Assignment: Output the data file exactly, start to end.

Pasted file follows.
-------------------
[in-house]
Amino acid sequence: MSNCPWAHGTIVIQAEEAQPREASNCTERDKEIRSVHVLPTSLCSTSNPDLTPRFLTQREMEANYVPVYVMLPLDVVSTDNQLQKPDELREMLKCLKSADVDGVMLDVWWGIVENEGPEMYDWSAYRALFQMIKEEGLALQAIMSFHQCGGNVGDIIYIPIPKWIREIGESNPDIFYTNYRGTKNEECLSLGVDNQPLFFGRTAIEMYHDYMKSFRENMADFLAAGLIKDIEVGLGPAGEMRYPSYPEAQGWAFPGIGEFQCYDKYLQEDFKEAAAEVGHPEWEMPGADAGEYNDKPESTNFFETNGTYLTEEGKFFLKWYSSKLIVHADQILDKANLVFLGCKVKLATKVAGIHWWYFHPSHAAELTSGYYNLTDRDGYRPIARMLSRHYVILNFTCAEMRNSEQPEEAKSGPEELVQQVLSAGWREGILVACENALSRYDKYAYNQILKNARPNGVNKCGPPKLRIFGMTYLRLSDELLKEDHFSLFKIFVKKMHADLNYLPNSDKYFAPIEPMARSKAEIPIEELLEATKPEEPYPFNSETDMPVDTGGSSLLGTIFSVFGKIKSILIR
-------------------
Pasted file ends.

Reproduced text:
[in-house]
Amino acid sequence: MSNCPWAHGTIVIQAEEAQPREASNCTERDKEIRSVHVLPTSLCSTSNPDLTPRFLTQREMEANYVPVYVMLPLDVVSTDNQLQKPDELREMLKCLKSADVDGVMLDVWWGIVENEGPEMYDWSAYRALFQMIKEEGLALQAIMSFHQCGGNVGDIIYIPIPKWIREIGESNPDIFYTNYRGTKNEECLSLGVDNQPLFFGRTAIEMYHDYMKSFRENMADFLAAGLIKDIEVGLGPAGEMRYPSYPEAQGWAFPGIGEFQCYDKYLQEDFKEAAAEVGHPEWEMPGADAGEYNDKPESTNFFETNGTYLTEEGKFFLKWYSSKLIVHADQILDKANLVFLGCKVKLATKVAGIHWWYFHPSHAAELTSGYYNLTDRDGYRPIARMLSRHYVILNFTCAEMRNSEQPEEAKSGPEELVQQVLSAGWREGILVACENALSRYDKYAYNQILKNARPNGVNKCGPPKLRIFGMTYLRLSDELLKEDHFSLFKIFVKKMHADLNYLPNSDKYFAPIEPMARSKAEIPIEELLEATKPEEPYPFNSETDMPVDTGGSSLLGTIFSVFGKIKSILIR